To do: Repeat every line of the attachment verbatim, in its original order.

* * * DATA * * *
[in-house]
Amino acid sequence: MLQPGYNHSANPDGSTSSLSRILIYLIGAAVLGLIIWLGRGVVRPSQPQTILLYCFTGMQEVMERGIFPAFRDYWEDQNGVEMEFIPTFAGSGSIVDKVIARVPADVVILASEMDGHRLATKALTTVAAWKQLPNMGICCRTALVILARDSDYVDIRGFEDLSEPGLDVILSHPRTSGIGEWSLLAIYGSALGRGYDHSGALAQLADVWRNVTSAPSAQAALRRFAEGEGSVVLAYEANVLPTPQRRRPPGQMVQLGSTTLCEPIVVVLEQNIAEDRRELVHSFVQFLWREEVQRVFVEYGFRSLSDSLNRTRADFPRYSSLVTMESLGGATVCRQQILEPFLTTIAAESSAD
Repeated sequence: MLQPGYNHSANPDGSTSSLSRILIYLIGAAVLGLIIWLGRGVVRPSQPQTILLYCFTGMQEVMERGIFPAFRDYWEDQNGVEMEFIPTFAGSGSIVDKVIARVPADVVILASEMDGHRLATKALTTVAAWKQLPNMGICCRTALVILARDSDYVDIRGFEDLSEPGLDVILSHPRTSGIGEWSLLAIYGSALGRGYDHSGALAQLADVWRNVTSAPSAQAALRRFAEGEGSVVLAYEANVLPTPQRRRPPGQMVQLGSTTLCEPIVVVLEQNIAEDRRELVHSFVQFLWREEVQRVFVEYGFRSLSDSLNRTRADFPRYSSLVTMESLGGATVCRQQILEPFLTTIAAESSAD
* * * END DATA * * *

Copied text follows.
[in-house]
Amino acid sequence: MLQPGYNHSANPDGSTSSLSRILIYLIGAAVLGLIIWLGRGVVRPSQPQTILLYCFTGMQEVMERGIFPAFRDYWEDQNGVEMEFIPTFAGSGSIVDKVIARVPADVVILASEMDGHRLATKALTTVAAWKQLPNMGICCRTALVILARDSDYVDIRGFEDLSEPGLDVILSHPRTSGIGEWSLLAIYGSALGRGYDHSGALAQLADVWRNVTSAPSAQAALRRFAEGEGSVVLAYEANVLPTPQRRRPPGQMVQLGSTTLCEPIVVVLEQNIAEDRRELVHSFVQFLWREEVQRVFVEYGFRSLSDSLNRTRADFPRYSSLVTMESLGGATVCRQQILEPFLTTIAAESSAD
Repeated sequence: MLQPGYNHSANPDGSTSSLSRILIYLIGAAVLGLIIWLGRGVVRPSQPQTILLYCFTGMQEVMERGIFPAFRDYWEDQNGVEMEFIPTFAGSGSIVDKVIARVPADVVILASEMDGHRLATKALTTVAAWKQLPNMGICCRTALVILARDSDYVDIRGFEDLSEPGLDVILSHPRTSGIGEWSLLAIYGSALGRGYDHSGALAQLADVWRNVTSAPSAQAALRRFAEGEGSVVLAYEANVLPTPQRRRPPGQMVQLGSTTLCEPIVVVLEQNIAEDRRELVHSFVQFLWREEVQRVFVEYGFRSLSDSLNRTRADFPRYSSLVTMESLGGATVCRQQILEPFLTTIAAESSAD